It was a monumental thing in our eyes going from the far end of the spectrum 4-3 in terms of personnel to 3-4, where your 3-technique is supposed to be a 325-pound (elite player). There's not too many of those guys walking around.

Areas of concern -- Right now we're still looking. This week's huge. We had draft meetings a couple of weeks and getting our board set, so that gave me a better picture because I didn't get to look at 350 guys like I did last year before I came in. I don't have that catalog or reference point. I'm grinding in that respect. I told Jim Irsay this yesterday. The picture is a little murky, but every day it gets a little bit clearer with more information. The more film I get, the more passionate pleas I get from my scouts about players - watch this guy, watch that guy.

A lot of times I follow this path of passion. We're sitting in meetings and you're in the doldrums for an hour and everyone is just waiting for the next coffee break. It's like somebody all of a sudden perks up. The whole room perks up when a name gets brought up. I make a note of that. I actually had one of our interns make a list - it's called 'buzz' guys - when we're in the room. You go through 10 guys and no one says a word, then all of a sudden everybody is ready to have a real strong opinion of someone. I follow that.

If someone moves the needle in terms of talent or first impression, I think that goes a long way. It goes a long way with me anyway.

Building for now or the future - You have to be pliable in your mindset. Obviously Andrew is a heckuva quarterback. He still is developing. But he's darned good. You temper that with 'Well are you really in a four-year rebuild?' Your mindset changes once you see players actually prove themselves on the field. It's a constant process, an evaluation of everything, everyone on the field, coaches, staff, everything. But I think this year set the bar high like everyone said. But I don't feel like we had - Chuck or myself or our players - that the mindset to where it's going to spook us or scare us by any means.

One thing our team proved this year is we're up for a challenge. That's kind of our mindset and just kind of our personality. That's what I love about our team and our coaching staff. It's always up for a challenge.

Who would you be more comfortable playing as a rookie, an O-linemen or a DB - I would have to say a DB. A first-year offensive lineman, there's a lot more bullets flying in that vicinity where he's working that involves thinking and involves experience. That's why a lot of times they call those rookie tackles they go through a baptism of fire. They don't say that because it's an easy process. A lot of times that ends of working in their favor when they're thrown out there like that.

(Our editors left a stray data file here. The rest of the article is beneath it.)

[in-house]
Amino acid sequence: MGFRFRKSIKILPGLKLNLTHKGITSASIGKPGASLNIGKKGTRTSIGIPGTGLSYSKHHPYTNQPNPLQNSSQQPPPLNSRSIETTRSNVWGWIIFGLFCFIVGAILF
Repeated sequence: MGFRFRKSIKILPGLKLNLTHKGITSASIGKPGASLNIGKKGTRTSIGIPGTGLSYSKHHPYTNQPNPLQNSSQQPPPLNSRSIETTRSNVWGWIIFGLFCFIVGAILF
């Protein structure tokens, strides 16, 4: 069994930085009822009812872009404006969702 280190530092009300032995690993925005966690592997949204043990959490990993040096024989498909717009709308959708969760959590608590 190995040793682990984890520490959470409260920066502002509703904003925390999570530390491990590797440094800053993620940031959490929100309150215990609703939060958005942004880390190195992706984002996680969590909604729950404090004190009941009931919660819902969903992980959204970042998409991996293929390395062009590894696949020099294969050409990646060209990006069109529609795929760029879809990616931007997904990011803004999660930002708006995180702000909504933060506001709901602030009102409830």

A lot of times corners that play on an island, they're relying on technique and pure athletic ability and God-given ability. A lot of times on the offensive line, their first year they're going to see exotic blitzes that they could even dream of. They're going to see pass rushers and body types they never knew existed even in some of the bigger conferences.

Pep Hamilton/wildcat/read-option - I'm extremely excited to have Pep and the fact we were able to acquire him. He has that 'it' factor. His familiarity with Andrew is obviously a bonus. That can only help. In terms of different types of looks and kind of how the game is evolving at the quarterbck position, doing different types of things, we'll obviously be smart about what we do with Andrew Luck.

Does it feel like Chuck Pagano is back to normal - Well, his hair's almost all the way back and he's never lost his sense of humor. His color's back. He looks great. I feel like months ago the old Chuck was back. Now he's getting back in the weight room, working out, things like that. I feel like he's back. Chuck's back. If we didn't have some rules set in place with Jim Irsay and I didn't have to be his watch dog, he might have been in his hospital bed on wheels in the office watching tape and be at practice. That's just how he is. It's his passion.

Is Freeney's replacement on the roster -- It's going to be like any position. I'm going to create competition. Chuck's going to create the best competition. We have some young guys coming up through the ranks that we feel has promise. Some of them aren't battle-tested. Some of them haven't even been in our scheme, but we feel have some traits to eventually be that guy. With free agency and the draft, we're still going to be looking real hard.

Like last year, sitting at 24 we feel there's going to be a really good player there. Like last year, we want that 'blue player' at 24. We don't want to just settle for a need guy. Jim Irsay has unbelievable patience with this process. He knows he can't get everything in one year even though I'd like to.